Saturday, March 28, 2015

REPAIRING my busted computer (2/2)

I've already DIAGNOSED (1/2) the machine and SHOPPED (1.5/2) for replacement parts.
Now for the gut-grinding conclusion!

Follow these numbingly simple, yet intricately detailed steps to repair your own computer, in the case that your situation directly mirrors mine. (ie, you are me in a parallel dimension)

First, flank yourself tightly with boyo and doggie, on the west and east respectively.

But for real.

old yeller
Here's my old PC. Besides weighing 800 kilopounds and being uglier than Mr. Tumnus' taint, it actually was a decent machine. Until it died.

I went ahead and stripped all parts from it - RAM, CPU, vid card, all cables and finally mobo. The case alone weighs as much as a car door so it should fetch a solid chunk of change at the Junk Monkey considering it's cast iron.

**I recommend not shuffling about too much when playing with computer guts. Static electricity is the silent killer**

From the old PC, I'm salvaging the following - Vid card, HDD, and power supply (notably NOT modular)
objects not to scale
From the old PC, I'm damning to Sheol the following - disc drive (because it's IDE, not SATA), proc, RAM and motherboard.
not pictured: stuff besides what's pictured

The new case! ATX is its size/shape (although I accidentally ordered a micro ATX mobo). The image on the right shows the installed pegs. The holes where pegs should be inserted are labelled according to the size of the motherboard you're installing. I had a bunch of pegs left over from various projects so I just filled in all the holes. That will assist with support eventually. If you've ever installed RAM, you'll understand the need.
much sleeker than the old
Left is the mobo sans case. Middle is the mobo installed. Now the size discrepancy between case and motherboard becomes obvious. The rightmost image is the plate that pops into the back of the case to accommodate the ports on the motherboard.
In that middle pic, you'll notice the (original) power supply is back in place.

**I didn't specifically say this because it's pretty obvious. But let's get it said now. You should be really careful during each step. Be in a low-dust, low-dirt, low-humidity situation. Make sure you aren't scooting across a trampoline or other fabric that generates static electricity.**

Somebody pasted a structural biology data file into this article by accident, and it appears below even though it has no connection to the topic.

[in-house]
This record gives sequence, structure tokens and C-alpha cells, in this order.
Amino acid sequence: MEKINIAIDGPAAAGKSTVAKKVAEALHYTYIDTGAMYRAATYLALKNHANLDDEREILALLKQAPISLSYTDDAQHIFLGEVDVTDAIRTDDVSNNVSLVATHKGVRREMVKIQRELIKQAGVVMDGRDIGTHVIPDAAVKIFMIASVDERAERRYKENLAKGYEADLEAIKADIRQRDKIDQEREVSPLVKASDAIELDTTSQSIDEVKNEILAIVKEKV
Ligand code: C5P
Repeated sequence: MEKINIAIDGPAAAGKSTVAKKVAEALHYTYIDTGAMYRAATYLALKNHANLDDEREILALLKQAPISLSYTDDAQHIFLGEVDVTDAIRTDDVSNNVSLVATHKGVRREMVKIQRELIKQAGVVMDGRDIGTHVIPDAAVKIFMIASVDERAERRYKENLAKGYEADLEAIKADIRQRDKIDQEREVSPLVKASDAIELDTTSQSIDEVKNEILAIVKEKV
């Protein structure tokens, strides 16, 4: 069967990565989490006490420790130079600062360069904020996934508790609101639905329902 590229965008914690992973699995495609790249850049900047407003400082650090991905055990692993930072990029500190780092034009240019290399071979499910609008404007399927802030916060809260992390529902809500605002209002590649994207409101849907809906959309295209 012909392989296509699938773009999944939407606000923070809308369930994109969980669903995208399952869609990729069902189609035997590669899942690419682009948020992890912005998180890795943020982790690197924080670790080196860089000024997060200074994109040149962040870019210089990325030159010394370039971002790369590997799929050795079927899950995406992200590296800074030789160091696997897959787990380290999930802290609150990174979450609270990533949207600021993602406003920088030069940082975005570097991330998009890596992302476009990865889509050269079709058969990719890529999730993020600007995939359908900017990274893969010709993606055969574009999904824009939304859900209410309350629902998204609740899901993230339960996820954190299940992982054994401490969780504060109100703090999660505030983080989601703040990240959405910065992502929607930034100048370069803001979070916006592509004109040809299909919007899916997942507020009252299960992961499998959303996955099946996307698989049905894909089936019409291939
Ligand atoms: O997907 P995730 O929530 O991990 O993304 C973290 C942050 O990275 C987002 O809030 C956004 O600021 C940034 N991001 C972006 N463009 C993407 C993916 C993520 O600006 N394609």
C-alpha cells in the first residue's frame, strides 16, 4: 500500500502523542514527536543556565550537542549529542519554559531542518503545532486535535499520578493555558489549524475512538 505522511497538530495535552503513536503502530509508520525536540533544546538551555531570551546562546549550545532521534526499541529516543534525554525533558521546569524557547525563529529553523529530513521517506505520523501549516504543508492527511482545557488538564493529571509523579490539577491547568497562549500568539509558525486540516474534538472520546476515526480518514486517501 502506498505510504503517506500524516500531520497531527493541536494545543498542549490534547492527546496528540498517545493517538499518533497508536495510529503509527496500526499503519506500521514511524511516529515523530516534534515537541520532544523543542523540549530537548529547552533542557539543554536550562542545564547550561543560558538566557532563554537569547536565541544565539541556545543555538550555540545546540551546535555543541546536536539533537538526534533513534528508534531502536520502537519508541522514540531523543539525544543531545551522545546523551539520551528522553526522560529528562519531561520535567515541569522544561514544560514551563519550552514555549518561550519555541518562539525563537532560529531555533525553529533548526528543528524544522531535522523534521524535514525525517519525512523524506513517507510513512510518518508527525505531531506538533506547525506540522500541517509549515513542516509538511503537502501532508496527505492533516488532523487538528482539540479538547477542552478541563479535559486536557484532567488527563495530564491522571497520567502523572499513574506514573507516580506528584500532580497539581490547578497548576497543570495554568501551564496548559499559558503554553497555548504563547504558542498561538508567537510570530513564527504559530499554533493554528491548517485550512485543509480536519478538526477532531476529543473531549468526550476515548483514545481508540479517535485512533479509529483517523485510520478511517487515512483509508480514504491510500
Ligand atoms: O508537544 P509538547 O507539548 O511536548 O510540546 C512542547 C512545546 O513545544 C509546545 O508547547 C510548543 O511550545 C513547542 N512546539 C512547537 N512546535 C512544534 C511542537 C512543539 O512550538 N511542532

Now. Shall we proceed?

Do this part with clean hands. The CPU fits into its home on the motherboard in only one way. Just eyeball it and figure out what way that is before touching down. On the system board is forest of little pins that each need to make contact with a corresponding micro-sized square on the processor itself. I apologize for the barrage of technical jargon. 
I'm using the heatsink and fan that came in the box with the new Intel processor. The only reason I'd upgrade to an aftermarket heatsink is if this fan proves to be too noisy or if it doesn't cool enough. As I've mentioned, I'm not extreme gaming or OCing the proc so I get the feeling this one will suffice.

Pic 2 is application of thermal paste. It's mandatory. And it's inexpensive. Far right - Fan installation. This can be tricky.
Almost home. Notice the below images. On the left you'll see the cables from the case. Those need to be inserted in specific ports on the motherboard and it's not always obvious as to where. For this reason, keep the motherboard booklet handy. Or get a magnifying glass and try to decipher the cryptic labels written onto the board itself.
Middle picture. The power supply will need to plug into most everything inside the case. If your power supply is modular, you can attach only the necessary amount of cables. If it's not modular, then it looks like Medusa. Good luck stuffing all those unneeded cables into the case in a way that doesn't block fans.
Right pic shows my installed video card. Pretty straight forward. Stick it in the slot. You'll have to remove a plate or two from the back of the case for the card to fit. It'll need some juice from the power supply, too.

Among the steps not pictured include installing RAM and plugging in the various SATA devices. For my purposes, that includes only the HDD. No, I don't have a disc drive. Poor forethought. Then a realization that, for the most part, I don't need one.

RAM shot
G Skill? G's Kill? GSK Ill?
At last, place the cover on the case and reconnect USBs, video, audio, network, and finally AC!
Yes, that is a Sky Island Publishing mug. Be jealous.
Press the power button and viola!


to die!
Boot up failure.

Perhaps I'll discuss software failure in a future blog. Meanwhile, be comforted. That you're reading this indicates that it all worked out.

Thanks for hangin' with.

Here's part 1 - Diagnosing
Here's part 2 - Shopping

Sunday, March 8, 2015

SHOPPING to fix my busted computer (1.5/2)

Step 1 - Diagnosis is here
Step 3 - Repairing is here

Again, this is written by a semi-pro, for semi-n00bs. If you find erroneousity and are feeling generous, let me know in the comments or on Google+ and I might not go "pshhht. jog on."